[Editor’s Note: This review may contain spoilers]
Writer: Robert Venditti
Artists: Bryan Hitch & Andrew Currie
Colors: Jeremiah Skipper
Letters: Starkings & Comicraft
It begins here! K’Tar is the first life of Hawkman, he and his partner Idamm are Deathbringers for a higher power. Their mission is to kill thousands of lives on each world they visit as a sacrifice. But after culling the planet of Thanagar, K’Tar begins to have doubts and wonders when the death will end. It is in that moment he sees a mysterious woman, but he quickly dismisses her.
Idamm manages to put K’Tar’s doubts at ease for a time and they continue their mission. But now K’Tar sees the same woman on each planet they lay waste to. At the same time, K’Tar’s guilt begins to mount and Idamm notices.
On the planet Qgga, K’Tar has had enough and tries something new. This leads to a battle between K’Tar and Idamm. Idamm manages to give K’Tar a fatal wound but before he dies, he sees the woman again.
In death, K’Tar is given a choice that sets up Hawkman’s entire history.
Hawkman has had a confusing history to say the least. Each time DC Comics rebooted the character they changed his origin, sometimes changing things so drastically he was from different planets or even had different identities. This made a cohesive singular story connecting them all seemingly impossible.
However, in the very first issue of this series, Venditti fixed all of that in a simple and elegant, yet brilliant way. Now Venditti has taken it a step further: he has given Hawkman an official origin. This origin manages to explain why all the previous origins can all still occur without contradicting one another and everything remains a cohesive and linear story that spans all of history. It also gives us insight into the current storyline of the Deathbringers and Hawkman’s visions of them.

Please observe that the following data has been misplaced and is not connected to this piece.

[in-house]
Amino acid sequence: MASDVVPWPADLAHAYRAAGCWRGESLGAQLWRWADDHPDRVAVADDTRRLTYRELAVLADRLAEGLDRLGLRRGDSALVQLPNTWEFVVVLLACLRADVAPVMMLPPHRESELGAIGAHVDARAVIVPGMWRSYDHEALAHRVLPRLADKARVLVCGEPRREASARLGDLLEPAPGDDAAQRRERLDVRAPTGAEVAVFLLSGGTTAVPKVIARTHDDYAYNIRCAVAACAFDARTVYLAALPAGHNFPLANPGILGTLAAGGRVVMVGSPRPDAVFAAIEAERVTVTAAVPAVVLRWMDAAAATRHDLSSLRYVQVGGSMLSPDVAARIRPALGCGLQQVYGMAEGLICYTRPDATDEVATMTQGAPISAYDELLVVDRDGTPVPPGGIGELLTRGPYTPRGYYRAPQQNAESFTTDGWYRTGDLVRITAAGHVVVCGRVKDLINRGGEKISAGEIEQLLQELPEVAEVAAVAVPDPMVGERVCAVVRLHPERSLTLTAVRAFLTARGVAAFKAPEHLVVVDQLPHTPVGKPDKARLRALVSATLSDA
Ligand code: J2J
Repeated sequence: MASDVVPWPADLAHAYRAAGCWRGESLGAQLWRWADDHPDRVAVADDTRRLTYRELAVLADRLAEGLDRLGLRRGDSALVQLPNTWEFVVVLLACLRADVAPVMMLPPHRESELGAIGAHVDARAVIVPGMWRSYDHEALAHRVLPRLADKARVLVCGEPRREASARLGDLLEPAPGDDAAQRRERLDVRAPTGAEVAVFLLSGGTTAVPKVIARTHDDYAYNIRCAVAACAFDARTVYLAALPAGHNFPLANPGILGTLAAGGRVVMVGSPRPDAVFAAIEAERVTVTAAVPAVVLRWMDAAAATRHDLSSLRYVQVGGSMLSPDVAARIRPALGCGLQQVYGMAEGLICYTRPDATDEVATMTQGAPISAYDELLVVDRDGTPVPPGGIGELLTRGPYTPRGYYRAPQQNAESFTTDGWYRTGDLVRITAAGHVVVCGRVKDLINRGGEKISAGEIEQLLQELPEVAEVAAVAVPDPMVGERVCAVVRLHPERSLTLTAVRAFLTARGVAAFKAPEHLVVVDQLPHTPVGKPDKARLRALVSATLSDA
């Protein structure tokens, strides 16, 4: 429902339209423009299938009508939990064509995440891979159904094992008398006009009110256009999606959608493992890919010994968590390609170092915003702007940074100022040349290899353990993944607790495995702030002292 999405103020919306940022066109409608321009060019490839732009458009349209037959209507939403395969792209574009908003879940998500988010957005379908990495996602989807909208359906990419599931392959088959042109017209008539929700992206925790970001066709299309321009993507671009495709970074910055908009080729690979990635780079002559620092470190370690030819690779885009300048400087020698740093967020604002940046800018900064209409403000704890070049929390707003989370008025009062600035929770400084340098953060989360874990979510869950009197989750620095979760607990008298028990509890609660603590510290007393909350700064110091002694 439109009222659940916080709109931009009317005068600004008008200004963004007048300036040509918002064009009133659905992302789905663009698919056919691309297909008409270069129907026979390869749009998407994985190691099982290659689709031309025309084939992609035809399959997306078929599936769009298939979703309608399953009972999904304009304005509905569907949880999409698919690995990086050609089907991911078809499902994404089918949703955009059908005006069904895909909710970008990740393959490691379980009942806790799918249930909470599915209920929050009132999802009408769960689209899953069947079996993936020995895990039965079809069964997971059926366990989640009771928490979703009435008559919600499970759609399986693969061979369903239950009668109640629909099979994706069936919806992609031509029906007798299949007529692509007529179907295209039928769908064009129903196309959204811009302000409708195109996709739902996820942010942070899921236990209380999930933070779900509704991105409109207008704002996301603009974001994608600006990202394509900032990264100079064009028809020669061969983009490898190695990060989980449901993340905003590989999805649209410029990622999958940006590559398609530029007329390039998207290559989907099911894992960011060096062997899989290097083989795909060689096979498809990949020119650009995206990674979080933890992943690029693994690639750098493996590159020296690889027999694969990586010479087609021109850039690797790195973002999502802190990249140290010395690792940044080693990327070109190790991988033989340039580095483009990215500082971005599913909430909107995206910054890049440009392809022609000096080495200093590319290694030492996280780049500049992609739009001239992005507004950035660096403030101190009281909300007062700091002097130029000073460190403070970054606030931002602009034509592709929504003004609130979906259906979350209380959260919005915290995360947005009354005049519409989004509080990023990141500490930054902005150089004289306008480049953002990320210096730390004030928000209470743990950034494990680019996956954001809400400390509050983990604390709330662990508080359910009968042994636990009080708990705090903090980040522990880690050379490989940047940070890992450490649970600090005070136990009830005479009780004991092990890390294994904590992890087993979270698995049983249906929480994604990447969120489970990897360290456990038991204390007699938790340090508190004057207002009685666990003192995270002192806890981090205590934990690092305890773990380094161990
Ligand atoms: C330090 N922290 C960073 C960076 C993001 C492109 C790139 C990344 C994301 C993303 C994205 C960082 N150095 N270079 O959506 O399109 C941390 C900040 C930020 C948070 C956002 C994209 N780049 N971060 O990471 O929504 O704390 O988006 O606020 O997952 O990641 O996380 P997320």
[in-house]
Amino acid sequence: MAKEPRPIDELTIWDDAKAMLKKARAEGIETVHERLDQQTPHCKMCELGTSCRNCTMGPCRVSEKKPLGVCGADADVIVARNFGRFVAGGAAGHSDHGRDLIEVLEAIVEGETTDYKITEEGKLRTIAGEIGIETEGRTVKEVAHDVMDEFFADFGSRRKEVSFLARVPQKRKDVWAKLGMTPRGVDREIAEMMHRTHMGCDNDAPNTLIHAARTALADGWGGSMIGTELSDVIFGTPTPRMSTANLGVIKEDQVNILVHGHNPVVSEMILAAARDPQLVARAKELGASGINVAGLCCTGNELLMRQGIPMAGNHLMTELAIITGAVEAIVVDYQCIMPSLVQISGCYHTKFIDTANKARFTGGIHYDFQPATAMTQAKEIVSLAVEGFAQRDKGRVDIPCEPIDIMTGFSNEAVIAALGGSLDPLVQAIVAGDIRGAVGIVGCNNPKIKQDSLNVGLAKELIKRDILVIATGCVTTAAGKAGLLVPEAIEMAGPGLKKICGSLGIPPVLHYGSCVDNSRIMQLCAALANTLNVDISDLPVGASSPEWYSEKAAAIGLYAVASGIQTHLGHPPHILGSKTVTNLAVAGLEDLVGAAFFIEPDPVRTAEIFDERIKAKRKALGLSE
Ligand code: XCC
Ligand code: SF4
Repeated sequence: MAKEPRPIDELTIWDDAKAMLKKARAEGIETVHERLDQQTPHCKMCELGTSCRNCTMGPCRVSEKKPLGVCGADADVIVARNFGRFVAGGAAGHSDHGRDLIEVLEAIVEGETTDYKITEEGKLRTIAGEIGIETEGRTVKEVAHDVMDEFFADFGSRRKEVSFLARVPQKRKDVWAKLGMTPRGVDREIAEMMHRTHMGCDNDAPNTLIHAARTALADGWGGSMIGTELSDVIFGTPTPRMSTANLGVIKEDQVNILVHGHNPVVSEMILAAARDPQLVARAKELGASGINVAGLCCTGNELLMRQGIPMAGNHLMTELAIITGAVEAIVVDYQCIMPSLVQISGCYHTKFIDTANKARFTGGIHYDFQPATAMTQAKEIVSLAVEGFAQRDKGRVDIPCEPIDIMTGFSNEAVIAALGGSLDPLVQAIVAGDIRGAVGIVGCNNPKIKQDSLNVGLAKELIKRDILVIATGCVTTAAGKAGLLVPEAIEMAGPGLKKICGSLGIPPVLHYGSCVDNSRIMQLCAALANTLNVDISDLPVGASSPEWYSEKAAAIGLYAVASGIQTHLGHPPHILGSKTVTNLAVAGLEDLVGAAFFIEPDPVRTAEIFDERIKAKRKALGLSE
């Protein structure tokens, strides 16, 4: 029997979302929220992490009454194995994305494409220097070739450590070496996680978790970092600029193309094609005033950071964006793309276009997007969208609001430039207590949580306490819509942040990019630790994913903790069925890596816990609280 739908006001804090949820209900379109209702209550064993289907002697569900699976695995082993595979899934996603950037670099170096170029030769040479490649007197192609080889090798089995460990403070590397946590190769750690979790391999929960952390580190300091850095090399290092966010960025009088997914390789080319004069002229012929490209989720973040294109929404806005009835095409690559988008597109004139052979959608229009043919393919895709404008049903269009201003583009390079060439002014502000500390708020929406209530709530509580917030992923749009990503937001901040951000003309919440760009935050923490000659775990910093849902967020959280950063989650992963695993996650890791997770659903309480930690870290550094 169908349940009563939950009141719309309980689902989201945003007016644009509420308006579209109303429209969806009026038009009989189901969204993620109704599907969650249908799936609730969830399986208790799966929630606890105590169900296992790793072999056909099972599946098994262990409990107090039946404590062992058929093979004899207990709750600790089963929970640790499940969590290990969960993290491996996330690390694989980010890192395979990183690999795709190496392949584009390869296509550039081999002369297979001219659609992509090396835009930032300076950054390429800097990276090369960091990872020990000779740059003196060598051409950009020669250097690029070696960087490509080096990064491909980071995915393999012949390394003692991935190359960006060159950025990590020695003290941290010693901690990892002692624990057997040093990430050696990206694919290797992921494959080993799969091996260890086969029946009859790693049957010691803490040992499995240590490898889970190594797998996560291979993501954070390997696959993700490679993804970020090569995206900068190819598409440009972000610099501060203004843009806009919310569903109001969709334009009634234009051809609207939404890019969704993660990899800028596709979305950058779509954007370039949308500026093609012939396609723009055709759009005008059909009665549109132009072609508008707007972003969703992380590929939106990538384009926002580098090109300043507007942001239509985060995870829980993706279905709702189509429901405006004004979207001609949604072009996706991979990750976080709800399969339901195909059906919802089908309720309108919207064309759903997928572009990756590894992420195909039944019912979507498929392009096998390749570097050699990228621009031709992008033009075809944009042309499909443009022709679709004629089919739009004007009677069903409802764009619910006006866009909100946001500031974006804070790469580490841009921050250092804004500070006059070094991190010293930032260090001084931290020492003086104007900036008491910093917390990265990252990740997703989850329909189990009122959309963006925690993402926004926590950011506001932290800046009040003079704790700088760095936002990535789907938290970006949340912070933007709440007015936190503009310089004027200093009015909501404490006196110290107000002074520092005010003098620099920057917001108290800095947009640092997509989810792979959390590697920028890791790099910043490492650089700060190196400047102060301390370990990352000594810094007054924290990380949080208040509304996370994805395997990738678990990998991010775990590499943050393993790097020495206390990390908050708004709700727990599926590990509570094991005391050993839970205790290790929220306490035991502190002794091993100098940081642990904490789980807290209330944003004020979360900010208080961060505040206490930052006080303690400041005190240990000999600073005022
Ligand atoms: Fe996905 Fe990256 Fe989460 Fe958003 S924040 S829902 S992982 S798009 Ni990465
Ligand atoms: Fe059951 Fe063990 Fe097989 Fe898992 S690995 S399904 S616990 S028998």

What Venditti has done is no small feat and every new issue of this series gets better and better. I am a Hal Jordan, Green Lantern fan through and through, but Hawkman is quickly becoming a favorite character of mine. The size and scope of this character under Venditti is on par and potentially larger than that of the Green Lantern Corps as well as the rest of the Emotional Spectrum… now that is impressive.
The only negatives I have is that I don’t have the answers to my questions right now. So, it’s my own impatience and not the writing or art. Every time Venditti answers a question, he leaves us asking more. But that isn’t even a negative, that is just good writing. He has me wanting to find out answers to questions like, “Who do the Deathbringers work for and why?”,“Why do they have the Deathbringers kill?”,”How long was K’Tar doing this?”,”Was K’Tar created?”,”Will we see Idamm again?”,“How powerful are the Deathbringers now? And how powerful are their masters?”.
I have so many questions I could go on for a while. Fortunately, I have faith that Venditti has a plan that will answer most of them, if not all.
This issue takes a detour from modern day Hawkman’s quest, but it gives an origin story that helps unify all previous versions of Hawkman into one cohesive historical timeline. We are introduced to K’Tar, the first Hawkman and we get to see how it all began. We get to learn why he is reincarnated and now we also know at some point, he won’t be reborn. This is a significant amount of information given to us in a single issue and Venditti seems to handle it with ease.
I can’t recommend this title enough to readers new or old. Venditti has given new readers a great hopping on point but at the same time given something old readers will love. This Hawkman series has been the kind of book that made me fall in love with reading comic books for in the first place.